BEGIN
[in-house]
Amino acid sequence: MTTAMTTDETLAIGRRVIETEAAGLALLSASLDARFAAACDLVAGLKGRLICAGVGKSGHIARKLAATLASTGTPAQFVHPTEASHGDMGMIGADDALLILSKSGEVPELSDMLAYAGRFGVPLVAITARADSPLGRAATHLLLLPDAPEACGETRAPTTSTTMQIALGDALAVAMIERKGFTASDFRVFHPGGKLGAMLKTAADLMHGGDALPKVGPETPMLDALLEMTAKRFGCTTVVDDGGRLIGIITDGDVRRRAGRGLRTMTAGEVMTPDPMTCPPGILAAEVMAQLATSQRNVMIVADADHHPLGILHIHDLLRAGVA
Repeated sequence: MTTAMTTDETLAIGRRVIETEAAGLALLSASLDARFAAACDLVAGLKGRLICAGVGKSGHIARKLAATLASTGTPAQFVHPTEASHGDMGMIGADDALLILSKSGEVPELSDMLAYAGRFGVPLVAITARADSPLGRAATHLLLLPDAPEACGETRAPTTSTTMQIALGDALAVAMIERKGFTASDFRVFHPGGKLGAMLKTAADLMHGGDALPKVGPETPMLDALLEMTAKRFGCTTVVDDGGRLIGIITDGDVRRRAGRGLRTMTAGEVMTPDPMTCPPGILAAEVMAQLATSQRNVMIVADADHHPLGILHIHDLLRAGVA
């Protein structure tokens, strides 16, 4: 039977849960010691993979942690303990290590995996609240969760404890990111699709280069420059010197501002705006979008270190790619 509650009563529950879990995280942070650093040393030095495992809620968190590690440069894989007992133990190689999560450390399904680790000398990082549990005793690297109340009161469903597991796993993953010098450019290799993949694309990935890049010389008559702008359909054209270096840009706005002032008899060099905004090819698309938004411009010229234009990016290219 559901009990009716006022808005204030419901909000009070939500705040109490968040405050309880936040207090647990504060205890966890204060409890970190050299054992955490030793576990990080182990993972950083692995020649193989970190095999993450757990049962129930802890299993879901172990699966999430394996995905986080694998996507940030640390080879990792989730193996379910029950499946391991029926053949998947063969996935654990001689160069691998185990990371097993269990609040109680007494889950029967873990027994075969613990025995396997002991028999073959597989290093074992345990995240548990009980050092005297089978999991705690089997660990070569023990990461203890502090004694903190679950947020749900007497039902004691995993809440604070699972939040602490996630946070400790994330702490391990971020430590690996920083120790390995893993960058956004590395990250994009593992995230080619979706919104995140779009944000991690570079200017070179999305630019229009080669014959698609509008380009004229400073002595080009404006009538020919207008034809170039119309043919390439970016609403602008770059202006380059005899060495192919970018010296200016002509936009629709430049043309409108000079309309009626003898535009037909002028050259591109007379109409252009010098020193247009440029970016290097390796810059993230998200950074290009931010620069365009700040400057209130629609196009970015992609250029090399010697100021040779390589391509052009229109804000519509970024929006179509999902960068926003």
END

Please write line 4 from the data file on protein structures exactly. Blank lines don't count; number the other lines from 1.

């Protein structure tokens, strides 16, 4: 039977849960010691993979942690303990290590995996609240969760404890990111699709280069420059010197501002705006979008270190790619 509650009563529950879990995280942070650093040393030095495992809620968190590690440069894989007992133990190689999560450390399904680790000398990082549990005793690297109340009161469903597991796993993953010098450019290799993949694309990935890049010389008559702008359909054209270096840009706005002032008899060099905004090819698309938004411009010229234009990016290219 559901009990009716006022808005204030419901909000009070939500705040109490968040405050309880936040207090647990504060205890966890204060409890970190050299054992955490030793576990990080182990993972950083692995020649193989970190095999993450757990049962129930802890299993879901172990699966999430394996995905986080694998996507940030640390080879990792989730193996379910029950499946391991029926053949998947063969996935654990001689160069691998185990990371097993269990609040109680007494889950029967873990027994075969613990025995396997002991028999073959597989290093074992345990995240548990009980050092005297089978999991705690089997660990070569023990990461203890502090004694903190679950947020749900007497039902004691995993809440604070699972939040602490996630946070400790994330702490391990971020430590690996920083120790390995893993960058956004590395990250994009593992995230080619979706919104995140779009944000991690570079200017070179999305630019229009080669014959698609509008380009004229400073002595080009404006009538020919207008034809170039119309043919390439970016609403602008770059202006380059005899060495192919970018010296200016002509936009629709430049043309409108000079309309009626003898535009037909002028050259591109007379109409252009010098020193247009440029970016290097390796810059993230998200950074290009931010620069365009700040400057209130629609196009970015992609250029090399010697100021040779390589391509052009229109804000519509970024929006179509999902960068926003």